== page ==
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Q&A with Armağan Özbilge on his research into food waste and inspiring students
Tell me a little bit about yourself
I got my PhD in the area of Management Science in 2021 from McMaster University, at the DeGroote School of Business. After that I was a postdoctoral fellow there for about two years. I'm here at Dal as an assistant professor in the area of Management Science & Information Systems. Before that I earned two master’s degrees in Turkey and one bachelor's degree.
I was determined to do my PhD abroad. I knew I wanted to be exposed to a different culture. I also wanted to get a good education and learn from the experts in my field, who were mostly located in North America.
It wasn’t easy to just leave the country (Turkey). I had to talk with my family and my wife. She applied with me simultaneously and got accepted at Western University for her master’s program. We thought it was a signal – let’s take the leap of faith and go.
What is your area of research?
In a broad sense, I've worked in sustainable operations. Right now, I'm more focused on food rescue and food supply chains. With the looming climate crisis and inflationary pressure, the world has changed quite a bit since conventional supply chain and inventory management models were first proposed. What I do is revisit those and incorporate a societal component, finding innovative ways to make operations more sustainable. My efforts are geared towards reducing food waste and combatting hunger.
One of the main issues is that when retailers donate goods, they are mostly not saleable, so there is a slim time window to collect, sort, and redistribute the goods. By the time food bank clients consume them, the donated goods are often expired or spoiled.
We hope to revisit the charitable giving corporate tax law to maybe encourage for-profit organizations to do more. For example, we can leverage existing food delivery networks to collect and deliver charitable food donations in exchange for a tax rebate. Such a system would reduce food waste and improve the capacity of food charities.
What's something about you that might surprise us?
I was very involved in the arts when I was a teenager, especially acting. At an amateur level, I was in many plays, and in many major parts during my undergrad. I think if I wasn’t going to be a professor, I would probably chase that career path.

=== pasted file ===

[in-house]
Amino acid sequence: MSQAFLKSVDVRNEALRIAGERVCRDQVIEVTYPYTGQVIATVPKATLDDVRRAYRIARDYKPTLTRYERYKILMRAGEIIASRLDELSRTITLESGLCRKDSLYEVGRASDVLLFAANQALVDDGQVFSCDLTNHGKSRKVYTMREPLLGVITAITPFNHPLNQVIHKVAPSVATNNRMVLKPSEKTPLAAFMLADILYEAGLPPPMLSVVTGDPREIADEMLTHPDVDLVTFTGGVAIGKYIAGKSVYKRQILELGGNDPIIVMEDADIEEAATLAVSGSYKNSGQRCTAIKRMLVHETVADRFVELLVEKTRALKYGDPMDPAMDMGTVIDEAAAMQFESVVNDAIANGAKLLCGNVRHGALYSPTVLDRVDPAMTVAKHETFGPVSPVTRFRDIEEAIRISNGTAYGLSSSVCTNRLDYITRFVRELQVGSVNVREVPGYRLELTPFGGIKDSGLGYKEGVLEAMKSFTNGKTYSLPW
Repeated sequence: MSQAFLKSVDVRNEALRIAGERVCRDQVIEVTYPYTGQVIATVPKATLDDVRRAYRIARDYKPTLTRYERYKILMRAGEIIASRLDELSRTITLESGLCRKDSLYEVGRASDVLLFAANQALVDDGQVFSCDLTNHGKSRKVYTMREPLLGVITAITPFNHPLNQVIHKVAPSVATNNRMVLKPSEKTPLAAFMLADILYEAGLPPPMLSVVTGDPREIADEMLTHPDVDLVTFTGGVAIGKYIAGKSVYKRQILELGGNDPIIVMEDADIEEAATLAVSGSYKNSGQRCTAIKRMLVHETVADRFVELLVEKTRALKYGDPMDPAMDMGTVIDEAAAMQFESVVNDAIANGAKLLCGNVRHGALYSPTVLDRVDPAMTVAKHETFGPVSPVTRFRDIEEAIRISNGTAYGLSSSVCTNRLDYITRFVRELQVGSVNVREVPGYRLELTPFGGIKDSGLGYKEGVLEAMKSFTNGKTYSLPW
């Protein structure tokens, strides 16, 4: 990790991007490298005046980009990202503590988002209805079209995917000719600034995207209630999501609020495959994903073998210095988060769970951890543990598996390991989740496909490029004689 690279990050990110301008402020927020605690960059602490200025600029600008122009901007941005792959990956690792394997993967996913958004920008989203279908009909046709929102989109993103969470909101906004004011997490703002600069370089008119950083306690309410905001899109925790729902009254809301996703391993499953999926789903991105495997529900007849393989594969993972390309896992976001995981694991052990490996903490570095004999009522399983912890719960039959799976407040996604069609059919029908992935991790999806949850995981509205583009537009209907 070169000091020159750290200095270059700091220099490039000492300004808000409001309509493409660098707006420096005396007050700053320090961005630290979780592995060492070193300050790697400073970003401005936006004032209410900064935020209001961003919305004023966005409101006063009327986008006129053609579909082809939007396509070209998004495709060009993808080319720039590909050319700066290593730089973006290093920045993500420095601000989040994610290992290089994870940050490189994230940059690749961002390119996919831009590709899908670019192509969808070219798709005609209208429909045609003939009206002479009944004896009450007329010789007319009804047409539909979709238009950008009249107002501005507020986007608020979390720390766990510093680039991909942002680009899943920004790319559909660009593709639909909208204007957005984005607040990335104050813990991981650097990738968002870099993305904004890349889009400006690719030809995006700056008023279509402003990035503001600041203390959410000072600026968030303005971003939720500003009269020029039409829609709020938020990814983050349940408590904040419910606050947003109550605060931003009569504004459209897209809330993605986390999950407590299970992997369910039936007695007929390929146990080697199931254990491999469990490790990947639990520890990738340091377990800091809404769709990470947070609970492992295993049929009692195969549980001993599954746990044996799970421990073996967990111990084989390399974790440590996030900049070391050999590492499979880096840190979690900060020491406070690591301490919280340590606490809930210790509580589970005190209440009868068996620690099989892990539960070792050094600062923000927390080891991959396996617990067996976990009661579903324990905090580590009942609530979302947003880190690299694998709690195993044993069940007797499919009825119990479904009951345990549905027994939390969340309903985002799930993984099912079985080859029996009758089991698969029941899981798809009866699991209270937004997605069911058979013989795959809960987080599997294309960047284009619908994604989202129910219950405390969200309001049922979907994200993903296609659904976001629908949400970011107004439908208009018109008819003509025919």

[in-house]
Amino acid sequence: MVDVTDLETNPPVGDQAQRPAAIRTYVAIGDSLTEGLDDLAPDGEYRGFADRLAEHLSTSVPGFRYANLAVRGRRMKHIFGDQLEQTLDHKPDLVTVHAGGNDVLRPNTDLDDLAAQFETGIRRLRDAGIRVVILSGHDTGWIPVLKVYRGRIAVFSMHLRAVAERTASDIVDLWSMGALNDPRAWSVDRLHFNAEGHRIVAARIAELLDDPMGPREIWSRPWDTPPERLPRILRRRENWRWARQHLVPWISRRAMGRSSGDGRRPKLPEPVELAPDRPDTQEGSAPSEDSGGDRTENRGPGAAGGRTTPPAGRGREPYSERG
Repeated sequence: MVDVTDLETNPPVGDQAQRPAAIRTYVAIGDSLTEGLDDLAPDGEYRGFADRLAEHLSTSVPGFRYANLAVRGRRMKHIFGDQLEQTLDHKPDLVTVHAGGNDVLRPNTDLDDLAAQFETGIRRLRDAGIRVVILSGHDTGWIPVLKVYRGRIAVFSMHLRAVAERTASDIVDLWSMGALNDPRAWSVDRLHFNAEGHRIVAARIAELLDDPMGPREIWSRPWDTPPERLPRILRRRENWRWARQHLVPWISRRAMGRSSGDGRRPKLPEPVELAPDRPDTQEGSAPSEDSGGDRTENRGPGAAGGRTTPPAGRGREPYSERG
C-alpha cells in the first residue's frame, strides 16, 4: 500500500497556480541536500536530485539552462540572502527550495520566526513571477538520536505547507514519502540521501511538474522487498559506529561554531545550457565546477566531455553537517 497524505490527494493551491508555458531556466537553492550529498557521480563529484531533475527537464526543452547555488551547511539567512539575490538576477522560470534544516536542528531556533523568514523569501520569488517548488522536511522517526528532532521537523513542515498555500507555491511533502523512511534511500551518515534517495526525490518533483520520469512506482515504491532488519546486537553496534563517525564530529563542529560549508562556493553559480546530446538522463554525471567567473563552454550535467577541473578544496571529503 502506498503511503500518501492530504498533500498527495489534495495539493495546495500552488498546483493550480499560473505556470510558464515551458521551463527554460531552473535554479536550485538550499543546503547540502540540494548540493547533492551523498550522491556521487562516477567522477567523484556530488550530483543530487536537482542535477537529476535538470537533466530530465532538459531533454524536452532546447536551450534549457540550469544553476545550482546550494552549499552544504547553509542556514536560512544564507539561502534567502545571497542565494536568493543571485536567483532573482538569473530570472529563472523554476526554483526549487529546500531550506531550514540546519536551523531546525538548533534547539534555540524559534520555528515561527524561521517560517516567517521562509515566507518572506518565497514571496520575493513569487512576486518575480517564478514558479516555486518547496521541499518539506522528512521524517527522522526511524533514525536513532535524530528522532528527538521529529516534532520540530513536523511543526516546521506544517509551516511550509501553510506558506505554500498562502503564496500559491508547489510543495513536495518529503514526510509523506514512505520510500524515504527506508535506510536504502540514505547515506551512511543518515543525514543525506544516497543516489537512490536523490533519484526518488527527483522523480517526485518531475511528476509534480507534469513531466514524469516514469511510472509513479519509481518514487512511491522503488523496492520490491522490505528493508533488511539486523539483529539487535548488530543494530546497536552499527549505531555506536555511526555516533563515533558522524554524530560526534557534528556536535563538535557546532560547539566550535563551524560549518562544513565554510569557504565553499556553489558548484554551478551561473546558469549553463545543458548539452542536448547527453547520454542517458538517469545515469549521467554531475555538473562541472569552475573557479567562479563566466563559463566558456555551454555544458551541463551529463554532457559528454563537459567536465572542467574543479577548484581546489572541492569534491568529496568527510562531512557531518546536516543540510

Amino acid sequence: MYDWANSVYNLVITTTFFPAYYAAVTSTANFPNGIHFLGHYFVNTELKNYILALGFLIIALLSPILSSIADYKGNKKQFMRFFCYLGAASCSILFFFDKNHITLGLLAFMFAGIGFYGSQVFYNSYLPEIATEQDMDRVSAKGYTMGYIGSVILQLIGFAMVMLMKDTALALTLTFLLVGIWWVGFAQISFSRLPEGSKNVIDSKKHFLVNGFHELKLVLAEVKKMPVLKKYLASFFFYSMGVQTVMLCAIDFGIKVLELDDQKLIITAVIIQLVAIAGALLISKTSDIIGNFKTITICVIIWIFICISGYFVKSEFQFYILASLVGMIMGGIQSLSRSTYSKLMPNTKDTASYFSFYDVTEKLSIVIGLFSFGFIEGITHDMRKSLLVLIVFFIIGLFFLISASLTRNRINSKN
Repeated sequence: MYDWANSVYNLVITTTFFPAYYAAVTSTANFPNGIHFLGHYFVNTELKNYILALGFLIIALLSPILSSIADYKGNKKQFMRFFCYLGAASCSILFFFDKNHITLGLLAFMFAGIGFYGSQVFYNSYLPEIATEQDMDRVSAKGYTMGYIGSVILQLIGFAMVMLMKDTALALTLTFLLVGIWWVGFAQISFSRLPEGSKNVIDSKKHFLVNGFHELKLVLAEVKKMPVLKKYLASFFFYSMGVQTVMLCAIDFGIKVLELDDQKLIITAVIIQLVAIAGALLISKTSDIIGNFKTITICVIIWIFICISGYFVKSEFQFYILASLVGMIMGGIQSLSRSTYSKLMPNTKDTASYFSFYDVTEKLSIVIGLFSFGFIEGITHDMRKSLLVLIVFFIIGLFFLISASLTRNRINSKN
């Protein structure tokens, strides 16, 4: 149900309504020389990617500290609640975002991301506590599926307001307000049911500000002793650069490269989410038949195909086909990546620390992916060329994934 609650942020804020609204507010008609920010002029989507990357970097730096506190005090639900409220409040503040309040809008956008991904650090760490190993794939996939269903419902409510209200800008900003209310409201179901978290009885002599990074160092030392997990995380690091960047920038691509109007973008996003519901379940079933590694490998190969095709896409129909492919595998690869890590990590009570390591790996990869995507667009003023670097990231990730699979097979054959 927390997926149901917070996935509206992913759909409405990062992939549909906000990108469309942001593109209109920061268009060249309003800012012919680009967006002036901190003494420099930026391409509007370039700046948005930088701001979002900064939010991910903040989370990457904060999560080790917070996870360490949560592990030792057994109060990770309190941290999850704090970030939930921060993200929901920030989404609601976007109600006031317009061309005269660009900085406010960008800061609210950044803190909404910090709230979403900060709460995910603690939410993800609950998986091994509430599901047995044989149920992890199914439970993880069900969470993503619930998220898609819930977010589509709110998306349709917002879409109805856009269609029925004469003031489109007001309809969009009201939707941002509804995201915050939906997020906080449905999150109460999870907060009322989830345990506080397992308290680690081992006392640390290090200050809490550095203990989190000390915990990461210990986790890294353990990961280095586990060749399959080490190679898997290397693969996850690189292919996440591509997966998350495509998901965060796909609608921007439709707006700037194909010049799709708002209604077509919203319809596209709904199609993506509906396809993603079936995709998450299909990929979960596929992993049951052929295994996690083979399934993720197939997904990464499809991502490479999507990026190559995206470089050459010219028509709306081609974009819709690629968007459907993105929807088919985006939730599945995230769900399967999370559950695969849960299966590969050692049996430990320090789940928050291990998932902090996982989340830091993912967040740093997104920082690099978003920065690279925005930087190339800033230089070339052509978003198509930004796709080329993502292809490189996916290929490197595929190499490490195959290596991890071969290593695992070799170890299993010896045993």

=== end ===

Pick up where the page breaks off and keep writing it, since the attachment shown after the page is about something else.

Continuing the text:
What's something that you're proud of accomplishing?
While I was choosing my PhD topic, my supervisor warned me: “Are you sure you would like to take this on because it will probably take away your opportunity of getting a job in the industry?” Plus, they said I might find some resistance in the academic environment given the fact that I’m debating the status quo, that I’m developing something opposed to it.
I said yes, I would like to have a connection at a personal level with my job. I'm proud that I've made this decision. It turned out that the world as it is now recognizes the need for such studies, and it has suddenly become a popular issue.
Why did you want to come to Dalhousie?
I wanted to come to Halifax because I’ve always loved the notion of being near the ocean. When I visited Halifax previously, I found it's just a well-packed city. Here, on the peninsula, you can pretty much find everything, and if you drive 20 minutes, you’re in the country.
What's something that you're excited to share with the students you're about to meet?
Sometimes it takes very little to spark a change. What I would like to share with my students is that environmentally, with the climate crisis going on, there is still room to make change that can influence things.
With my courses and some of the research I do, and providing a sustainability perspective, I'm excited to convince my students that they can lead the change.
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